6. Sleep problems
Other symptoms of RA, such as fever, fatigue, and mental exhaustion, can impact sleep cycles as well. As a result, you may experience difficulty falling asleep and poor quality of sleep.
7. Chronic cough and shortness of breath
Rheumatoid arthritis may affect the lungs, even before causing pain or swelling in joints. Hence, if you are experiencing chronic cough or unexplained breathing problems, it is better to get checked for RA.
8. Neurological Symptoms
Some people may experience peripheral neuropathy, causing tingling or numb sensation in the arms, fingers, legs, and toes. This might be due to nerve damage caused by RA.
9. Depression and Anxiety
An often overlooked but significant aspect of RA is its impact on mental health. Inflammation due to RA may cause other symptoms, including fatigue, loss of appetite, and fever. This, in turn, may result in reduced energy and disrupted daily routine, causing anxiety and depression in the individual.
Chronic inflammation due to RA can hinder the body’s ability to use iron, resulting in the bone marrow making fewer red blood cells. This can cause anaemia, a condition in which there are not adequate red blood cells to carry oxygen throughout your body.
What are the next steps after knowing that you have Rheumatoid Arthritis?
To know that you have Rheumatoid Arthritis (RA) can feel daunting, but it’s important to know that you can manage it effectively. While RA cannot be cured, it can certainly be managed with the right knowledge and support. Here’s what you need to do to manage RA effectively:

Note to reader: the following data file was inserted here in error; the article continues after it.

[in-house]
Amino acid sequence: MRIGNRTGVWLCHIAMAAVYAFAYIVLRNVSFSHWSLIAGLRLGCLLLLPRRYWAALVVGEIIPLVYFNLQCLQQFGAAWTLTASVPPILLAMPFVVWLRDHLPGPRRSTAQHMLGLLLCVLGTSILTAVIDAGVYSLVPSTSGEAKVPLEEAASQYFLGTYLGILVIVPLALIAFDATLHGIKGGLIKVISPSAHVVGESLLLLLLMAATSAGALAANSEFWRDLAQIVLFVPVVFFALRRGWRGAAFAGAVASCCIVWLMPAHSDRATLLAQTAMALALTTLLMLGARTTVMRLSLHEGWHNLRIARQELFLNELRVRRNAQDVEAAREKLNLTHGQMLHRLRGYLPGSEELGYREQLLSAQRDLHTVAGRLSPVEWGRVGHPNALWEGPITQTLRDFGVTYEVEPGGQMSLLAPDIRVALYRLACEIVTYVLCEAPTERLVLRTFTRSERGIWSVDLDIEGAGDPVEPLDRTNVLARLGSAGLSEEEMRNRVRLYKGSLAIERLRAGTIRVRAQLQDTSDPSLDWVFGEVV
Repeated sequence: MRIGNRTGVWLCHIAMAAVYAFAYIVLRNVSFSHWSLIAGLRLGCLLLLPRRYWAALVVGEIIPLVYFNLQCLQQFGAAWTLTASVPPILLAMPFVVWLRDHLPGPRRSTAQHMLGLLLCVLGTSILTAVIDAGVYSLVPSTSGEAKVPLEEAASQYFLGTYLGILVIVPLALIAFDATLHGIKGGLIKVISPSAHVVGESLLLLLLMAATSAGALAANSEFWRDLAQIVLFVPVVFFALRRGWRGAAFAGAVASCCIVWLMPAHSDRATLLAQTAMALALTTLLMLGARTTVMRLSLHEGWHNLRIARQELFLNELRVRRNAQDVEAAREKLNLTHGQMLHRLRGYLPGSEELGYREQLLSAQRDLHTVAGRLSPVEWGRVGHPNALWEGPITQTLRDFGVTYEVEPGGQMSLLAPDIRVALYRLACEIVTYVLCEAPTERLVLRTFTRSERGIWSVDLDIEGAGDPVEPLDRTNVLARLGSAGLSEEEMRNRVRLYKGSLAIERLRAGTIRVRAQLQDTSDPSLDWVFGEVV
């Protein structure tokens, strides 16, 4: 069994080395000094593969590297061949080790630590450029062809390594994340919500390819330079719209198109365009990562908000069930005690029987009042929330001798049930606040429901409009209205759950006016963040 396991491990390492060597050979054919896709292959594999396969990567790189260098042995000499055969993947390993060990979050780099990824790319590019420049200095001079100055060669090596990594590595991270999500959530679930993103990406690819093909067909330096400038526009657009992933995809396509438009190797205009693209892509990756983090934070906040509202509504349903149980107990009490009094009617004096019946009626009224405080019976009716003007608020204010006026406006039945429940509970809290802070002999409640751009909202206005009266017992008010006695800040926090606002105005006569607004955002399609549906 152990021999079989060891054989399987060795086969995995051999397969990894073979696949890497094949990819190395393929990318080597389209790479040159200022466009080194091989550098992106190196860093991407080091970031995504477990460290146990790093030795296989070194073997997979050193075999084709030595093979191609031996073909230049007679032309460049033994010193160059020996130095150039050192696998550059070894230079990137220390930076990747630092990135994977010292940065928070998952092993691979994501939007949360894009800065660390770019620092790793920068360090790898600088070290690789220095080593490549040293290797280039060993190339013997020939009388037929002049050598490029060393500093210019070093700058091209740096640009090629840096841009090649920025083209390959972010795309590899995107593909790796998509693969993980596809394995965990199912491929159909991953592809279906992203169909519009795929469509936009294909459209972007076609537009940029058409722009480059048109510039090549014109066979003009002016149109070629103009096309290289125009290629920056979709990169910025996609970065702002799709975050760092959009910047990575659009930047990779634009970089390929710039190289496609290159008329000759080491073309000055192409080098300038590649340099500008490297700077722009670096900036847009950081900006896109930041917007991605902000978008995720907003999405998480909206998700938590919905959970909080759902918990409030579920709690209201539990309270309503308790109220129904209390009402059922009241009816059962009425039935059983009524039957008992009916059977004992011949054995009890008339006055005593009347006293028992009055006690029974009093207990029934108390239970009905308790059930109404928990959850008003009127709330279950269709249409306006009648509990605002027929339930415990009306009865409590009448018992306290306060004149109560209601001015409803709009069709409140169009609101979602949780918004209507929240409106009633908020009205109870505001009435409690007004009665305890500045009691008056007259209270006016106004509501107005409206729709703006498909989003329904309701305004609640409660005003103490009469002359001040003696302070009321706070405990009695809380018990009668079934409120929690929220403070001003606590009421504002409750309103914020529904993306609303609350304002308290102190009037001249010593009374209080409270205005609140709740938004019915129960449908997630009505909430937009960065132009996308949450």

- Educate yourself about your condition: Learn about your symptoms, causes, and treatments. Talk to your doctor about your concerns. It is essential to understand what’s happening to your body so that you can manage your condition effectively.
- Tailor your lifestyle to your needs: Eating a healthy, balanced diet, staying physically active, and getting enough sleep are all key. Regular exercise will help reduce inflammation, improve flexibility, and reduce pain. In addition, avoid unhealthy habits such as smoking, as this can worsen your symptoms.
- Join support groups: Surround yourself with supportive people who understand what you are going through. Connect with people going through similar experiences who may share experiences and advice with empathy.
- Therapies and medications: Following your doctor’s advice and taking prescribed medications is important. Complementary therapies, such as acupuncture, yoga, massage, aromatherapy, Tai chi, hydrotherapy, etc., have been proven to give significant relief. Find out what works for you and incorporate them into your disease management routine.
The bottom line
Any health condition, when diagnosed early, has the benefit of better management. The same is true with rheumatoid arthritis. It is always good to listen to your body, and when you find unusual symptoms, how subtler they may be, discuss them with your doctor and find out if they are due to rheumatoid arthritis.